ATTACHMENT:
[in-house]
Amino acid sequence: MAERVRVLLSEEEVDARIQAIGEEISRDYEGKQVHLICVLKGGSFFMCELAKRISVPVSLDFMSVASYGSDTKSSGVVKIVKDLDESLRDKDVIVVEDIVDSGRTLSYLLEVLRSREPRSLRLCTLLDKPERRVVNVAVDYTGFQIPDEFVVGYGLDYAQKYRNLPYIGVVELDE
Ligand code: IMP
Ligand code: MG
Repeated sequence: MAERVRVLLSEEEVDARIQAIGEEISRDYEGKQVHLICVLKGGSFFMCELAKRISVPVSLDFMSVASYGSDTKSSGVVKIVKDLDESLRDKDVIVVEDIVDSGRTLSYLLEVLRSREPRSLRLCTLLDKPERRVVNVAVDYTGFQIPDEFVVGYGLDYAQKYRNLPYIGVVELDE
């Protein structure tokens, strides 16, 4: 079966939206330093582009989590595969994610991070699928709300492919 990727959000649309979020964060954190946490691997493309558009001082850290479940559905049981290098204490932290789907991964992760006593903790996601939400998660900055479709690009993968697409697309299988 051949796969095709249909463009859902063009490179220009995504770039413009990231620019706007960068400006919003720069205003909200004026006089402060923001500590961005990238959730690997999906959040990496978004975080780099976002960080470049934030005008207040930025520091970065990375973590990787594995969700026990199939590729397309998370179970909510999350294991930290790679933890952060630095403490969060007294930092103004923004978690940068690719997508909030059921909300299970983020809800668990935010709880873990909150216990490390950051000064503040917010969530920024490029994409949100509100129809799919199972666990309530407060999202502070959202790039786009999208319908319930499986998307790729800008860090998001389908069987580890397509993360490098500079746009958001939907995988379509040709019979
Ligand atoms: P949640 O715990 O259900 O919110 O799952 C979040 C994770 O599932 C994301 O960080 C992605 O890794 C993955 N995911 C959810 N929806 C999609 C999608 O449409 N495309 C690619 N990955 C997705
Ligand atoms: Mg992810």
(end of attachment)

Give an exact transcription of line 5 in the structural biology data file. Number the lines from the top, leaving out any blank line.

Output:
Repeated sequence: MAERVRVLLSEEEVDARIQAIGEEISRDYEGKQVHLICVLKGGSFFMCELAKRISVPVSLDFMSVASYGSDTKSSGVVKIVKDLDESLRDKDVIVVEDIVDSGRTLSYLLEVLRSREPRSLRLCTLLDKPERRVVNVAVDYTGFQIPDEFVVGYGLDYAQKYRNLPYIGVVELDE